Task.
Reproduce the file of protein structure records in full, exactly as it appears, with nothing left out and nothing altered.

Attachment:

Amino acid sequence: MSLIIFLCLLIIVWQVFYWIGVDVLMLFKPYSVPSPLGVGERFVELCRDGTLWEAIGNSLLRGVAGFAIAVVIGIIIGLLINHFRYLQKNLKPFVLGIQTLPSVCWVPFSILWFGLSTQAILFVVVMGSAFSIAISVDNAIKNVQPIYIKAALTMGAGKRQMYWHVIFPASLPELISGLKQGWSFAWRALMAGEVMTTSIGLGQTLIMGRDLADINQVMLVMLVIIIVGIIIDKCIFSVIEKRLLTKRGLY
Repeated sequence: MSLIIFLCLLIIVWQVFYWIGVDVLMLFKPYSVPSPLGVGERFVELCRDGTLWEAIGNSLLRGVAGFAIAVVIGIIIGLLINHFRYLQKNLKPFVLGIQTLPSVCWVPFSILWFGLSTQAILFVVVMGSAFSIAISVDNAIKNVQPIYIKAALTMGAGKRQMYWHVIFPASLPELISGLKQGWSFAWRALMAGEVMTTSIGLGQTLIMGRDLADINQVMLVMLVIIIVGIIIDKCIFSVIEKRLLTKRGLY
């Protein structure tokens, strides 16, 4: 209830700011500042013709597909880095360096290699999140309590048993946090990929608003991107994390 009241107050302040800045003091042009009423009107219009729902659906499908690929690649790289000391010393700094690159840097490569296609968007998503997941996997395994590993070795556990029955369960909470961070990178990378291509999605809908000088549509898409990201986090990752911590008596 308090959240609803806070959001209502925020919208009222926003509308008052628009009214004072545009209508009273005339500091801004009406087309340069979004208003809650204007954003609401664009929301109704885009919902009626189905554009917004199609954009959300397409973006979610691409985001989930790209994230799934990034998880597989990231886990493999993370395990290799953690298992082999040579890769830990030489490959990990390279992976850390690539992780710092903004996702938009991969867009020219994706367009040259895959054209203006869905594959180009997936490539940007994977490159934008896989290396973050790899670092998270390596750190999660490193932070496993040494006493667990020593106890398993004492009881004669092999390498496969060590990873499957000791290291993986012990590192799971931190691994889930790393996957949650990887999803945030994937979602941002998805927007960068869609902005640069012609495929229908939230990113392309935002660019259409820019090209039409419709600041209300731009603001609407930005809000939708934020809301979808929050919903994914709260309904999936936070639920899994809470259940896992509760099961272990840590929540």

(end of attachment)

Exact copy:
Amino acid sequence: MSLIIFLCLLIIVWQVFYWIGVDVLMLFKPYSVPSPLGVGERFVELCRDGTLWEAIGNSLLRGVAGFAIAVVIGIIIGLLINHFRYLQKNLKPFVLGIQTLPSVCWVPFSILWFGLSTQAILFVVVMGSAFSIAISVDNAIKNVQPIYIKAALTMGAGKRQMYWHVIFPASLPELISGLKQGWSFAWRALMAGEVMTTSIGLGQTLIMGRDLADINQVMLVMLVIIIVGIIIDKCIFSVIEKRLLTKRGLY
Repeated sequence: MSLIIFLCLLIIVWQVFYWIGVDVLMLFKPYSVPSPLGVGERFVELCRDGTLWEAIGNSLLRGVAGFAIAVVIGIIIGLLINHFRYLQKNLKPFVLGIQTLPSVCWVPFSILWFGLSTQAILFVVVMGSAFSIAISVDNAIKNVQPIYIKAALTMGAGKRQMYWHVIFPASLPELISGLKQGWSFAWRALMAGEVMTTSIGLGQTLIMGRDLADINQVMLVMLVIIIVGIIIDKCIFSVIEKRLLTKRGLY
């Protein structure tokens, strides 16, 4: 209830700011500042013709597909880095360096290699999140309590048993946090990929608003991107994390 009241107050302040800045003091042009009423009107219009729902659906499908690929690649790289000391010393700094690159840097490569296609968007998503997941996997395994590993070795556990029955369960909470961070990178990378291509999605809908000088549509898409990201986090990752911590008596 308090959240609803806070959001209502925020919208009222926003509308008052628009009214004072545009209508009273005339500091801004009406087309340069979004208003809650204007954003609401664009929301109704885009919902009626189905554009917004199609954009959300397409973006979610691409985001989930790209994230799934990034998880597989990231886990493999993370395990290799953690298992082999040579890769830990030489490959990990390279992976850390690539992780710092903004996702938009991969867009020219994706367009040259895959054209203006869905594959180009997936490539940007994977490159934008896989290396973050790899670092998270390596750190999660490193932070496993040494006493667990020593106890398993004492009881004669092999390498496969060590990873499957000791290291993986012990590192799971931190691994889930790393996957949650990887999803945030994937979602941002998805927007960068869609902005640069012609495929229908939230990113392309935002660019259409820019090209039409419709600041209300731009603001609407930005809000939708934020809301979808929050919903994914709260309904999936936070639920899994809470259940896992509760099961272990840590929540």